Sony’s trademark application rejected

| Jan 19, 2016 | Trademark Law

People in California who like video games and who follow YouTube may be familiar with the phrase ‘Let’s Play.” This is the term used in the titles of enormously popular YouTube videos that feature recordings of video games with commentary by the players. Recently, Sony attempted to trademark ‘Let’s Play” but had its trademark application rejected.

The United States Patent and Trademark Office rejected Sony’s application for a trademark of ‘Let’s Play” because it was too similar to a trademark that already exists. According to the USPTO, ‘Let’s Play” could easily be confused with a mark filed in 2013 by a company called ‘Let’z Play of America”.

Despite the similarity between ‘Let’s Play” and ‘Let’z Play of America,” some argue that Sony’s trademark was rejected for the wrong reason. People who are familiar with ‘Let’s Play” video game play-through videos on YouTube say that a trademark of the phrase would be very difficult to enforce. Not only is the phrase very generic, it is used in the titles of countless YouTube videos. It is unclear why Sony wanted a trademark of ‘Let’s Play” or how the company was planning to enforce the trademark if it had been approved.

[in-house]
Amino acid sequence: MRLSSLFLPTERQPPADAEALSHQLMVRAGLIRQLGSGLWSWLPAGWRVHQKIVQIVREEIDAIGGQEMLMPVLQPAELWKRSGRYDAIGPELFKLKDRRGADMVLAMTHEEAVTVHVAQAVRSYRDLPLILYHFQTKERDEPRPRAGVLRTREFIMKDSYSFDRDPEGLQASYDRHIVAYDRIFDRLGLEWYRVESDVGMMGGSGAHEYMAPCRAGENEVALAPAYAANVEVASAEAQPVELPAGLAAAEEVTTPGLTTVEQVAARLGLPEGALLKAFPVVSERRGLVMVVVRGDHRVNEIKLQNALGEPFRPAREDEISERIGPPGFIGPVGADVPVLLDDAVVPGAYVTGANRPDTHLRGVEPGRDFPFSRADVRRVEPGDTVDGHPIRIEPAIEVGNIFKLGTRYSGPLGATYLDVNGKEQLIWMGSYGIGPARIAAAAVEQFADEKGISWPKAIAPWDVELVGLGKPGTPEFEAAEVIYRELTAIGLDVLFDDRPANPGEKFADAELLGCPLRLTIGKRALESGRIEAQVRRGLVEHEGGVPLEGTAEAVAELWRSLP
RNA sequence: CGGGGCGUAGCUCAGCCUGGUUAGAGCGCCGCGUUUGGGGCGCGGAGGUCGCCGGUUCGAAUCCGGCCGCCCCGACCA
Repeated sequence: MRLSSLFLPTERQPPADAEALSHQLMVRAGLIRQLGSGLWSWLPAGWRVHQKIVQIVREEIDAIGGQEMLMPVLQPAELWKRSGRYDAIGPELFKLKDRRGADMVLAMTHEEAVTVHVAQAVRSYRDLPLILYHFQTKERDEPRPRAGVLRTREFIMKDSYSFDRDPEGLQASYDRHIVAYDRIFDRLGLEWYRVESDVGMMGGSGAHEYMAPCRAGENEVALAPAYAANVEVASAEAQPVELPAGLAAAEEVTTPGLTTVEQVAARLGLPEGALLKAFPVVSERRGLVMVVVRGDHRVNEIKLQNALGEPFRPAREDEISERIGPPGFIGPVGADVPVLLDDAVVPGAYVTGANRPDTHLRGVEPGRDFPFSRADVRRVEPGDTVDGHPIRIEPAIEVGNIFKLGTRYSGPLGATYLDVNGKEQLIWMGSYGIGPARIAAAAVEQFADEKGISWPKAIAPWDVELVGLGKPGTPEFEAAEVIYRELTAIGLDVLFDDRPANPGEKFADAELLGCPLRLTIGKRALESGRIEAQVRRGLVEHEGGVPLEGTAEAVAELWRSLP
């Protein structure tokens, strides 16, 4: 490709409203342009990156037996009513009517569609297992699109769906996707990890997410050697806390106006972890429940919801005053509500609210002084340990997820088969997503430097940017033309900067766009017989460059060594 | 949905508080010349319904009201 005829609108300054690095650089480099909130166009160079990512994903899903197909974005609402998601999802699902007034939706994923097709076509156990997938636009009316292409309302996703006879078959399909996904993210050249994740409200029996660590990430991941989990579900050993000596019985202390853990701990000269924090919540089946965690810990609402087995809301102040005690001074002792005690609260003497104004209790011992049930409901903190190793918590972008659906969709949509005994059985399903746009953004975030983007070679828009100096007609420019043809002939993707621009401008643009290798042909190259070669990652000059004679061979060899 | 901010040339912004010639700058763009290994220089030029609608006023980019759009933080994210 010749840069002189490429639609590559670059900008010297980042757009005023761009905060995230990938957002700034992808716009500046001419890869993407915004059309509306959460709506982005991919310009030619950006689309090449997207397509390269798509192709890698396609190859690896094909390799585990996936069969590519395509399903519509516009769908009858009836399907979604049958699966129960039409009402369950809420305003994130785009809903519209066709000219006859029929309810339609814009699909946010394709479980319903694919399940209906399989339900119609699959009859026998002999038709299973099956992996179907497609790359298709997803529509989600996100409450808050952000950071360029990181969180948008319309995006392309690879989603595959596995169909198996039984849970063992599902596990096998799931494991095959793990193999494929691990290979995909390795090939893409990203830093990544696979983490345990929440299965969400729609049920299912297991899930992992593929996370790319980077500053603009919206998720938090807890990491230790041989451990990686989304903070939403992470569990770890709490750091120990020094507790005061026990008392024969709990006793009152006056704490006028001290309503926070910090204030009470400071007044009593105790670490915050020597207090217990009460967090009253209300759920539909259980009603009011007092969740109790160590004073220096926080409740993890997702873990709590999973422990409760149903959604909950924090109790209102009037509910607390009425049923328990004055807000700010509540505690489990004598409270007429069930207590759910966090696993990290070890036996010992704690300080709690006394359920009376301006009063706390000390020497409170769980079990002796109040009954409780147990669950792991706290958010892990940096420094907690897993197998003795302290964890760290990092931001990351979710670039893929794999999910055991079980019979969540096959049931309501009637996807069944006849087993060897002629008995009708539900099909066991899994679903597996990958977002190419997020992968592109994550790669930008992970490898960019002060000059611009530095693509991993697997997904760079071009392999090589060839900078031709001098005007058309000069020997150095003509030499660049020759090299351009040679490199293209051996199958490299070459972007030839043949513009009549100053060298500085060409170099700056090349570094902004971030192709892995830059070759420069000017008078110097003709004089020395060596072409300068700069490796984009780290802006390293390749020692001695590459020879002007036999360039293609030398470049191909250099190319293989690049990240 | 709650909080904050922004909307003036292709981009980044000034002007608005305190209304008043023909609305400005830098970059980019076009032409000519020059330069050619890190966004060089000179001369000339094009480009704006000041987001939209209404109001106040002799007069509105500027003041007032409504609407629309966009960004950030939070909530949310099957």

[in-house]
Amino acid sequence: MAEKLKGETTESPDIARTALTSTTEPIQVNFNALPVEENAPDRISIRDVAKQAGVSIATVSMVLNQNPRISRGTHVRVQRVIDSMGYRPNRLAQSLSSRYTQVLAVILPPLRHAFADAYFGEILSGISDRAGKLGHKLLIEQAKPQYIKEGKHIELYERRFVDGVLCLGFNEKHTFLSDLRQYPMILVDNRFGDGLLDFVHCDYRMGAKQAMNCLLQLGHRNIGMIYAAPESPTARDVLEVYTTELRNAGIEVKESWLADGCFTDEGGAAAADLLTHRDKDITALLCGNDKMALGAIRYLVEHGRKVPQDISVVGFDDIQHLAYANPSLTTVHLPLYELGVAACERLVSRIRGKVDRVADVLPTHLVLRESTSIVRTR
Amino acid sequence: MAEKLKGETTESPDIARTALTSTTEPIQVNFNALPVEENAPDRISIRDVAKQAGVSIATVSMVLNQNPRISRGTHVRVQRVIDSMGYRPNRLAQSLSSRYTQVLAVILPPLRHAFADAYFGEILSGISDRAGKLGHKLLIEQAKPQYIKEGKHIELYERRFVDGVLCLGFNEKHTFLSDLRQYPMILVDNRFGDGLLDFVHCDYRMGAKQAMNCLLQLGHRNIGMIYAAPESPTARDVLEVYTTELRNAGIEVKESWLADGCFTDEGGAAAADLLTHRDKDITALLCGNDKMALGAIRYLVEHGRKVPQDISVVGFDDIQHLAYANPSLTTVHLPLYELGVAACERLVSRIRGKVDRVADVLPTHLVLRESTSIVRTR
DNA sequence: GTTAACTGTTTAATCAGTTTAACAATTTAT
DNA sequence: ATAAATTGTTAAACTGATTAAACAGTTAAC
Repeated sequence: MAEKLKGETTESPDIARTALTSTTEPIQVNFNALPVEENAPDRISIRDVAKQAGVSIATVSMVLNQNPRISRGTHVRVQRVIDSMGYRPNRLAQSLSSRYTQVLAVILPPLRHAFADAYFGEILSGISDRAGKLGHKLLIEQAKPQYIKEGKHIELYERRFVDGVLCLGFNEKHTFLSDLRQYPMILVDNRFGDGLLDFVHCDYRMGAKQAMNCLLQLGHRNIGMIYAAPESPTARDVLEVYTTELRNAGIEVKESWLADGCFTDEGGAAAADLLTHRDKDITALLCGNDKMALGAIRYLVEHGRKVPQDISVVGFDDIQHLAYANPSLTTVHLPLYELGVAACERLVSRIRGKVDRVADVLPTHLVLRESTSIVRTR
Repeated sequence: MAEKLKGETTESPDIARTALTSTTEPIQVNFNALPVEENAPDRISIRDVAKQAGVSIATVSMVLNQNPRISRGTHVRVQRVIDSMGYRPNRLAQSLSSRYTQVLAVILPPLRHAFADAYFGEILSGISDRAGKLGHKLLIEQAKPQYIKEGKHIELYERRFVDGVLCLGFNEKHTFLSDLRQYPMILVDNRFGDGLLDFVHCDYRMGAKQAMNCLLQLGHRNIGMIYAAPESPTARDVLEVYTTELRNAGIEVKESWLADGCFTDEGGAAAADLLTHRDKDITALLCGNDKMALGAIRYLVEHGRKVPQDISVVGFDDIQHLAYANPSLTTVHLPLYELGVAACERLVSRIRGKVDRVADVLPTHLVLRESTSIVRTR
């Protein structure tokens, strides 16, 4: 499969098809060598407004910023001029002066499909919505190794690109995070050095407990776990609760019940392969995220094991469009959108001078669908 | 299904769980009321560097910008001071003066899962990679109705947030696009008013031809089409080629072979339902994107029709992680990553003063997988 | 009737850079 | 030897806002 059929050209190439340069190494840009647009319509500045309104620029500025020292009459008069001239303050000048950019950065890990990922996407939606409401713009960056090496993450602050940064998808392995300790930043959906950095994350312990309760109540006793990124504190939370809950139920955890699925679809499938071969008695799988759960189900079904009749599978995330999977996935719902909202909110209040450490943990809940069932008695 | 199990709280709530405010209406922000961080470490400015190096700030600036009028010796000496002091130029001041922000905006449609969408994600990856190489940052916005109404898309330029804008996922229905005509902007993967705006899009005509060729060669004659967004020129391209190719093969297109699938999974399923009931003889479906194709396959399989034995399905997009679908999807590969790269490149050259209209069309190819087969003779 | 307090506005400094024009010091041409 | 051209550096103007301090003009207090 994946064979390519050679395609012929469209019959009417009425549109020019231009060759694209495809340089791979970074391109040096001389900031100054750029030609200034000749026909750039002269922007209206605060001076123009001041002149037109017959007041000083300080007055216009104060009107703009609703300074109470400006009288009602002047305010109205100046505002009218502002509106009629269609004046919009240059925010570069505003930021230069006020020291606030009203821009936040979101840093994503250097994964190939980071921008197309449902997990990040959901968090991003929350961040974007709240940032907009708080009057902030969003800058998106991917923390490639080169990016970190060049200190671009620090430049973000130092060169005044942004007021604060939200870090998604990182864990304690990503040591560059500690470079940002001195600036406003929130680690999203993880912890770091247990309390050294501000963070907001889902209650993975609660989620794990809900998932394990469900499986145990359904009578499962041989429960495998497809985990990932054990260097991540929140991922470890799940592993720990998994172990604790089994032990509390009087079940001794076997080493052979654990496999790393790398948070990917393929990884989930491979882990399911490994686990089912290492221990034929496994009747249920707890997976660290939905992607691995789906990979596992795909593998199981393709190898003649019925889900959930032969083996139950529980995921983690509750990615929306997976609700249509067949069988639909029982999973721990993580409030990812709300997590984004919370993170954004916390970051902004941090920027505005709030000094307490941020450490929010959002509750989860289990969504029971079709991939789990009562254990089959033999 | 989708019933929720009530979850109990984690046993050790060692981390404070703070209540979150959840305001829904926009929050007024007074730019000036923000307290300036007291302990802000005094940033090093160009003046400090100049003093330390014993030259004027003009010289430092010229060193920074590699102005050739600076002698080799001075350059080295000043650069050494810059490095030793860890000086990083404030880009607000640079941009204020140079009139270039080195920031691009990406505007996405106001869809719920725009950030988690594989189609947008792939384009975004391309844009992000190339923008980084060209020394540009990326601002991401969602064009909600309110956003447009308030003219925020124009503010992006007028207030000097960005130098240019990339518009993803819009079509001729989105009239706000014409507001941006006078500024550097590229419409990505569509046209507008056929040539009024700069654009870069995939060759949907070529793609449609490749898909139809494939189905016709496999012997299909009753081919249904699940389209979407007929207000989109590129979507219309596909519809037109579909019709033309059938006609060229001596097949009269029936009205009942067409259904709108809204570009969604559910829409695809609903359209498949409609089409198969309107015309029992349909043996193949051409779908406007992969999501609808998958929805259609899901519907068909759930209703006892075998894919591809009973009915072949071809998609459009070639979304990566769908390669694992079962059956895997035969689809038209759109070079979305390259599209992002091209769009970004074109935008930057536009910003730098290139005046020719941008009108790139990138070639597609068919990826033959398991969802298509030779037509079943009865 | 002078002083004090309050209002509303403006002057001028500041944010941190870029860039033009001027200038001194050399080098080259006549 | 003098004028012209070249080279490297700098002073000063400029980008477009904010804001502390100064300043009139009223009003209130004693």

A business owner that wants to have some company phrases or symbols trademarked may want to speak to an attorney who has intellectual property experience. Legal counsel can help determine which of desired trademarks are likely to be approved and which may be rejected. If a trademark application is rejected, an attorney can often be of assistance in appealling the decision.

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